Hawaii DOE gets failing grade for fiscal transparency

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BY MALIA ZIMMERMAN  – HONOLULU — A new report by the Cato Institute gives Hawaii’s Department of Education an F-minus for financial transparency.

Only Alaska ranks worse.


Other states receiving an F-minus for education were Massachusetts, Missouri, Connecticut, Oregon, Ohio, Oklahoma and Nevada.

“When the state education departments provide incomplete or misleading data, they deprive taxpayers of the ability to make informed decisions about public school funding. At a time when state and local budgets are severely strained, it is crucial that spending decisions reflect sound and informed judgment,” said the Cato report, “Cracking the Books: How well do state education departments report public school spending.”

Specifically, Cato notes the Hawaii DOE fails to provide any data on total salary expenditures or pensions.

Hawaii DOE has failed to post the most recent two years of per pupil expenditures or its capital expenditures and fails to provide a table or graph to compare changes in per pupil — or capital improvement — spending.

Hawaii has 183,251 students and 13,000 teachers in its 288 schools, which operate under a single statewide unified school district.

For the 2012-13 school year, the state spent $1.762 billion on public education, including $1.348 billion in state general funds, $99 million in special/revolving funds, $284.54 million in federal funds and $32.91 million in trust funds. The state’s construction budget is $296.472 million.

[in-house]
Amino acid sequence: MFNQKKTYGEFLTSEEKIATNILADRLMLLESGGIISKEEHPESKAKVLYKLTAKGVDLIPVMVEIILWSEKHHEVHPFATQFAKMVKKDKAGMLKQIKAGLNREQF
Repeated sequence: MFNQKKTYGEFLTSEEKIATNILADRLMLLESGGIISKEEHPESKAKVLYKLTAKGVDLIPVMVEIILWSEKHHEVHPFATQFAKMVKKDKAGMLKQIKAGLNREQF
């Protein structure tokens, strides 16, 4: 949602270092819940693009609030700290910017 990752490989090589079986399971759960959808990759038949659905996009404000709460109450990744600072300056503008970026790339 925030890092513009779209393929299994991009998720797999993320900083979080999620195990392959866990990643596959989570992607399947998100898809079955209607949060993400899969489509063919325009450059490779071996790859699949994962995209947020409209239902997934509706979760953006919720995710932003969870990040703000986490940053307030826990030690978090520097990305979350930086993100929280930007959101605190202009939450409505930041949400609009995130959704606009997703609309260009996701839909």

The DOE listed per-student spending for 2011-12 at $11,583.

But Randall Roth, a University of Hawaii law professor who has worked on education reform issues, said the real number is about $16,000.

Jamie Story Kohlmann, president of Texas Families First, an organization that aims to increase local control and family empowerment in Texas public schools, worked on education transparency in Hawaii between 2008 and 2011.

“Hawaii spends vastly more than most other states to fund its public schools yet gives its taxpayers very little information with which to gauge their investment,” Kohlmann said.

Many of the improvements suggested by the report are quick and inexpensive to implement, Story said, such as posting the year-to-year comparisons.

“I hope Hawaii’s DOE will move quickly to implement some of these most basic changes, while making a long-term effort to systemically improve its financial transparency to parents and taxpayers,” Kohlmann said.

Donalyn Dela Cruz, a spokeswoman for the DOE, said the department in the past year has worked toward transparency and questioned whether the fact that Hawaii is the only state with a centralized single school district affected the study results.

Reach Malia Zimmerman at Malia@hawaiireporter.com





  1. That's right! If we're not well informed about the bugets, than we can't make good decisions regarding fundings and how they will or should be used.

  2. transparency is crucial in the relationship between state and its citizens. unfortunately, the US only wants its citizens to be transparent and not the other way around

    • It;s a bit more complicated when it comes to the US, because unlike other countries the US has different laws in different states. That;s exactly why this only refers to hawaii.

      • Yep, and even though (I think, I';m not a US resident or citizen) there are laws about that too, it's still difficult

    • While it's normal that the relationship between a government and its citizens to be an unbalanced one, I agree – the whole transparency and mass surveilance situation is an incredible abuse of power and technology

  3. Don't you worry, this is a worldwide problem. Do you think other governments are being more transparent about their expenses? cause they're not

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